Title:
Aircraft with a pressurized vessel
United States Patent 8500060
Abstract:
An aircraft comprising a fuselage, a vessel associated with the fuselage, a propulsion system associated with the fuselage, and a lift system. The vessel is capable of storing a pressurized gas compressed to a density that allows the aircraft to operate under water. The lift system is capable of providing the aircraft lift to fly in air.


Inventors:
Grip, Robert Erik (Rancho Palos Verdes, CA, US)
Application Number:
12/368559
Publication Date:
08/06/2013
Filing Date:
02/10/2009
Assignee:
The Boeing Company (Chicago, IL, US)
Primary Class:
Other Classes:
244/50, 244/63, 244/106
International Classes:
B64C37/00; B64C35/00
Field of Search:
244/2, 244/5, 244/13, 244/50, 244/106, 244/135R, 244/63
View Patent Images:
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Primary Examiner:
Michener, Joshua J.
Assistant Examiner:
Plummer, Elizabeth A.
Attorney, Agent or Firm:
Yee & Associates, P.C.
Claims:
What is claimed is:

1. An aircraft comprising: a fuselage of the aircraft; a vessel within the fuselage, wherein the vessel stores a pressurized gas compressed to a first density that allows the aircraft to become submerged under a body of water and to exit the body of water in response to the pressurized gas exiting an orifice of a nozzle in the fuselage, wherein the first density is around one gram per cubic centimeter, and wherein the vessel is pressurized to a first pressure from around 600 atmospheres to around 700 atmospheres, wherein the orifice of the nozzle has a diameter to provide a force created by a release of the pressurized gas through the orifice of the nozzle; and wherein different sections of the aircraft are capable of having different densities relative to a second density of a water; and a lift system to provide lift to the aircraft in an air so that the aircraft takes off into the air from under the body of water in response to the force.

2. The aircraft of claim 1 further comprising: an environmental system, wherein the vessel is connected to the environmental system.

3. The aircraft of claim 2, wherein the pressurized gas is selected from one of an inert gas, air, nitrogen, and oxygen.

4. The aircraft of claim 1 further comprising: a crew compartment in the fuselage having a third density less than the second density.

5. The aircraft of claim 1 further comprising: a fuel system in the fuselage having substantially the second density.

6. The aircraft of claim 1 further comprising: a ballast system in the fuselage allowing the first pressure of the vessel to equal a second pressure at a depth at which the aircraft is located.

7. The aircraft of claim 1 further comprising: a crew compartment in the fuselage having a third density less than the second density; a ballast system in the fuselage capable of allowing the first pressure of the vessel to equal a second pressure at a depth at which the aircraft is located; and a fuel system in the fuselage having substantially the second density.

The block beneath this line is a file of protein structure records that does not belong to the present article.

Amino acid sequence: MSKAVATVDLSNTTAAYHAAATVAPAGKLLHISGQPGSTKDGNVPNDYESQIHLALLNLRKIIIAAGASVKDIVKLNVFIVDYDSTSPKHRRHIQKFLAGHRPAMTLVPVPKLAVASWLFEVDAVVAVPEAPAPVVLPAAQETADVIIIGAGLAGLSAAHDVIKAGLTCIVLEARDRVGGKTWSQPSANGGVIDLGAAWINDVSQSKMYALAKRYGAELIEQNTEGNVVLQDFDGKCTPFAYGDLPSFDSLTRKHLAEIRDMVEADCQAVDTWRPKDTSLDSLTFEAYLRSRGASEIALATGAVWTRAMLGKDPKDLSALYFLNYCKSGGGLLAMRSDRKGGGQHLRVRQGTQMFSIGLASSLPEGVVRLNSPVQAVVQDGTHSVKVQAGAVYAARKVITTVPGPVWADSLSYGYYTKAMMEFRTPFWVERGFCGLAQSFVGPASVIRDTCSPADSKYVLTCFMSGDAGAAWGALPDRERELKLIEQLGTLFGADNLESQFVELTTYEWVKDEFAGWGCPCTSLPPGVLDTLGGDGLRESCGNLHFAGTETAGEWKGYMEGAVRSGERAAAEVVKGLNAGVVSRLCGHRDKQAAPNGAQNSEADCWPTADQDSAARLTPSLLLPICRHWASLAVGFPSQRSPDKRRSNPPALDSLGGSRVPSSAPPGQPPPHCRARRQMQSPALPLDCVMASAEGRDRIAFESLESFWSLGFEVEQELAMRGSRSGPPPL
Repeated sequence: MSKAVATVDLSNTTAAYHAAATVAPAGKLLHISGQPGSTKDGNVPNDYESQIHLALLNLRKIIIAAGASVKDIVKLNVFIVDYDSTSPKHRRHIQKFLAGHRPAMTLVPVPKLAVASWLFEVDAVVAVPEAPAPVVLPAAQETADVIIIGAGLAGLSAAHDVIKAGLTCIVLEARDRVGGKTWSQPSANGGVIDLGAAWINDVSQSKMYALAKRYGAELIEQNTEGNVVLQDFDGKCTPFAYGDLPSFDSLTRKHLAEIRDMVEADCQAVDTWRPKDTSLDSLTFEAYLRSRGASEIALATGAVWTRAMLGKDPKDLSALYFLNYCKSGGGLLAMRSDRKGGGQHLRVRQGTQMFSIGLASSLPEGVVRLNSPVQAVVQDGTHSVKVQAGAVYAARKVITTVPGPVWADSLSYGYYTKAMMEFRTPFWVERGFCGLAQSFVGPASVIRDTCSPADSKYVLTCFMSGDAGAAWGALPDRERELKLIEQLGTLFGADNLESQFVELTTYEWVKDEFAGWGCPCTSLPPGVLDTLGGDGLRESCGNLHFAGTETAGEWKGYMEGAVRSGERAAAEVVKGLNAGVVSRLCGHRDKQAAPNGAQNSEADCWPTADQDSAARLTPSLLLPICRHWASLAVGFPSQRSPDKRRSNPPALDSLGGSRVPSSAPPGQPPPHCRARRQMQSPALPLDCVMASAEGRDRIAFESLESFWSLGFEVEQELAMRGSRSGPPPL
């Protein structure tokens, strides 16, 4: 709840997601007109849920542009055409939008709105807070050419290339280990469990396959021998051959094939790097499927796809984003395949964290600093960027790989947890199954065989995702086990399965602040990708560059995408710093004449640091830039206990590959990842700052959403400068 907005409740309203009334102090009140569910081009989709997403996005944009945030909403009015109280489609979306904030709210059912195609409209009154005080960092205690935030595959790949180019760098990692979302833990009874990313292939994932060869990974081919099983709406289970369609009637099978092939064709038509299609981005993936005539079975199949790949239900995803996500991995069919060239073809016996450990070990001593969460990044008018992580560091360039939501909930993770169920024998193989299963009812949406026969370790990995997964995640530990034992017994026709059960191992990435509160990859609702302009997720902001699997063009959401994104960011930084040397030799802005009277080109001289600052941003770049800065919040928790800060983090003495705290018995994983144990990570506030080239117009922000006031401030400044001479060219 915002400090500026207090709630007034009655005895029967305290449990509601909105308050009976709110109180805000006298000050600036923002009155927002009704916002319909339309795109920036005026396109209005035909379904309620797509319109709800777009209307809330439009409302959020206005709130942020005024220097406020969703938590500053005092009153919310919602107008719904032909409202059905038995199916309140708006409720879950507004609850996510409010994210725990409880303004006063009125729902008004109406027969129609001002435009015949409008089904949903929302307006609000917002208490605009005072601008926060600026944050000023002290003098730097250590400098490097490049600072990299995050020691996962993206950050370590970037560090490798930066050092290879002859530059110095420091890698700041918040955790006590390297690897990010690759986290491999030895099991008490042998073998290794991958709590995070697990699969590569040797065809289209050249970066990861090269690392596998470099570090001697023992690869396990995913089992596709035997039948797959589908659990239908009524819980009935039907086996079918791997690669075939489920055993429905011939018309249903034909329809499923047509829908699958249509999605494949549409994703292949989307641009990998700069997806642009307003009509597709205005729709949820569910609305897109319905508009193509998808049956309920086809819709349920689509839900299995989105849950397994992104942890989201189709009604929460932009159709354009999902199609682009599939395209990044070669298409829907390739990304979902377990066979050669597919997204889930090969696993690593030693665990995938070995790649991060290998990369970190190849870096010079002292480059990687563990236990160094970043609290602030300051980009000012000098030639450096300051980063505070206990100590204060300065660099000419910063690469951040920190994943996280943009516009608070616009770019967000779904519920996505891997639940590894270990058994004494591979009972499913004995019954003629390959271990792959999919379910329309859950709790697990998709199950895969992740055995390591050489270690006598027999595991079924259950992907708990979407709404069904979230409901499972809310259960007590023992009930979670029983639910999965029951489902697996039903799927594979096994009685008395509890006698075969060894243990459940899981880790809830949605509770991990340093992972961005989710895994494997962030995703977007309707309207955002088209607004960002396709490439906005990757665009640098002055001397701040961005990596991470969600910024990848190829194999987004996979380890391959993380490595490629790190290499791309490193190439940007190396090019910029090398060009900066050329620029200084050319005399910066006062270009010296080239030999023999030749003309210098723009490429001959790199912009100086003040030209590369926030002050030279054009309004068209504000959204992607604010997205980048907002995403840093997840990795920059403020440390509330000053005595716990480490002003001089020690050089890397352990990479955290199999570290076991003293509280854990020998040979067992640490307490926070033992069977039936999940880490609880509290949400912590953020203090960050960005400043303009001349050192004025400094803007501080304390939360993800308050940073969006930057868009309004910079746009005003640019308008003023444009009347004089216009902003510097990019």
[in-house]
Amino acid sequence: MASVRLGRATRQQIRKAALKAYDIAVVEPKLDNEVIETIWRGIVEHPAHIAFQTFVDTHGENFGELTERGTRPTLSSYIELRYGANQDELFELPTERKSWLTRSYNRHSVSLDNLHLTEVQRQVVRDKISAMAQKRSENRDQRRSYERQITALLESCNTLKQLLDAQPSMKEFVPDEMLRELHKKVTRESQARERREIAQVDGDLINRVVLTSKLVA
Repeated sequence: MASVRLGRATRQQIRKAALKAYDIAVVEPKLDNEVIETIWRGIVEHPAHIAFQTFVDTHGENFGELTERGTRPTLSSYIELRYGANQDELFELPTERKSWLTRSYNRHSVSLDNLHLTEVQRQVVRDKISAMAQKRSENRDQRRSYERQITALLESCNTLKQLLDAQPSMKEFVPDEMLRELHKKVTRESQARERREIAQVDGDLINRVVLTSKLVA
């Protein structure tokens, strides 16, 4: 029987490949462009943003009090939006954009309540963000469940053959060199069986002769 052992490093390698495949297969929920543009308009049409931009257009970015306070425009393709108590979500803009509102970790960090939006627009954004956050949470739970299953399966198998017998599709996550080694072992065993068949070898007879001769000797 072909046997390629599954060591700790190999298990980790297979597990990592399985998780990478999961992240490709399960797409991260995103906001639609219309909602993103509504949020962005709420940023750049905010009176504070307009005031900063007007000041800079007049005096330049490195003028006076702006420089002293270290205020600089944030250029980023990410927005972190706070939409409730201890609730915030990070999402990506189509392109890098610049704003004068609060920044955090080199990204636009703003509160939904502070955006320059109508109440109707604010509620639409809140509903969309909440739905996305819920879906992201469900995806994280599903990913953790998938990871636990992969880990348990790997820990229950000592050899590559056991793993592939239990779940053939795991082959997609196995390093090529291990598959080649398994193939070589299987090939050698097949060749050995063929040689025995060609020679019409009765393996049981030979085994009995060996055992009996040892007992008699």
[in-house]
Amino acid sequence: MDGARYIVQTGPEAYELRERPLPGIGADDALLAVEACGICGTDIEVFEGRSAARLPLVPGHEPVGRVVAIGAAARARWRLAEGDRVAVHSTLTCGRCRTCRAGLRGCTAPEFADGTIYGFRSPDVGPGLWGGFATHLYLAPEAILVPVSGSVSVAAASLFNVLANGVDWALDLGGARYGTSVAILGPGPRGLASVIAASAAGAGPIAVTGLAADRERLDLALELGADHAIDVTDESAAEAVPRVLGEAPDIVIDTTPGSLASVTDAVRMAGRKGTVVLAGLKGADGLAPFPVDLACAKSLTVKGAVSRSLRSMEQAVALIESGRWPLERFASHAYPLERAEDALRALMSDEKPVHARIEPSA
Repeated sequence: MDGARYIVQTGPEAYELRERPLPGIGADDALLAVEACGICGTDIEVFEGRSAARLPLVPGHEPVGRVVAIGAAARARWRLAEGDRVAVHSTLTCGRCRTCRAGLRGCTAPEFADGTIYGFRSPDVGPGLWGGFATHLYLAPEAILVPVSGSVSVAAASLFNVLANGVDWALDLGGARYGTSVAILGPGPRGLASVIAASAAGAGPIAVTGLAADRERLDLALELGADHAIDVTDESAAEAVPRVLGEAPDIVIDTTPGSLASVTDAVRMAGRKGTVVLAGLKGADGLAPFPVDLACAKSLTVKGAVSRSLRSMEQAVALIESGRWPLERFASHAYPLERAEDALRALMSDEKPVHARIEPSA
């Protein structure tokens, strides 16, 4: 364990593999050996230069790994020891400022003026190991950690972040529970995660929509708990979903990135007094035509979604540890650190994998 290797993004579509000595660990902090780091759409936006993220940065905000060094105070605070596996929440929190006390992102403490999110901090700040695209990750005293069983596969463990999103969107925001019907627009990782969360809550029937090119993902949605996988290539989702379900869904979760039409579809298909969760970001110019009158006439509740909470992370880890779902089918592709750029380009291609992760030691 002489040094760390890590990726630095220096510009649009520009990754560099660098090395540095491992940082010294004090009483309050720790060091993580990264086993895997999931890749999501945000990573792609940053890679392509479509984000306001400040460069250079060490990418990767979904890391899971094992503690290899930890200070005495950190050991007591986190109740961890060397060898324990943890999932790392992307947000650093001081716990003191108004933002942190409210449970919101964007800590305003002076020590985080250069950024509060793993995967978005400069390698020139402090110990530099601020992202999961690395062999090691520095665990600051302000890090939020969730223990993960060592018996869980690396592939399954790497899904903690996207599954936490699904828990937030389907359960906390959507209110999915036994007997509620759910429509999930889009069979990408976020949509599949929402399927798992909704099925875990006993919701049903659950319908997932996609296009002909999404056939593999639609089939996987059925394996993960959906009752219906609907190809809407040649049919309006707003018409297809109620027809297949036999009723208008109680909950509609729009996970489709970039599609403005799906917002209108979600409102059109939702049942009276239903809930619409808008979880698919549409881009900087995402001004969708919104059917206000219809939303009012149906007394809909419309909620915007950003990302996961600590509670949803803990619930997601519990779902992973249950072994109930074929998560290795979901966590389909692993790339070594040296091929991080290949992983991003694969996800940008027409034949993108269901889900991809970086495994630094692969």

8. The aircraft of claim 7, wherein the vessel, a propulsion system, the ballast system, the crew compartment, and the fuel system in the fuselage are such that the aircraft is neutrally buoyant while the aircraft is submerged under the body of water.

9. The aircraft of claim 1, wherein the lift system comprises: a fixed wing system connected to the fuselage, wherein the aircraft is airborne.

10. The aircraft of claim 9, wherein the fixed wing system comprises retractable wings.

11. The aircraft of claim 1, wherein the lift system comprises: a propeller connected to a propulsion system.

12. The aircraft of claim 1, wherein the lift system comprises: a number of control surfaces capable of controlling a movement of the aircraft.

13. The aircraft of claim 12, wherein the number of control surfaces are capable of controlling the movement of the aircraft in the air and under the body of water.

14. The aircraft of claim 1, wherein the aircraft is capable of diving into the body of water from the air.

15. A method for operating an aircraft, the method comprising: storing pressurized gas in a vessel in the aircraft, wherein the pressurized gas is under a first pressure such that the pressurized gas has a first density that allows the aircraft to become submerged under a body of water and to exit the body of water in response to the pressurized gas exiting an orifice of a nozzle in the fuselage, wherein the first density is around one gram per cubic centimeter, and wherein the vessel is pressurized to a second pressure of around 600 atmospheres to around 700 atmospheres, wherein the orifice of the nozzle has a diameter to provide a force created by a release of the pressurized gas through the orifice of the nozzle; providing different sections of the aircraft having different densities relative to a second density of a water; providing a ballast system in the fuselage capable of allowing the second pressure of the vessel to equal a third pressure at a depth at which the aircraft is located; and providing a lift system to provide lift to the aircraft in the air so that the aircraft takes off into the air from under the body of water in response to the force.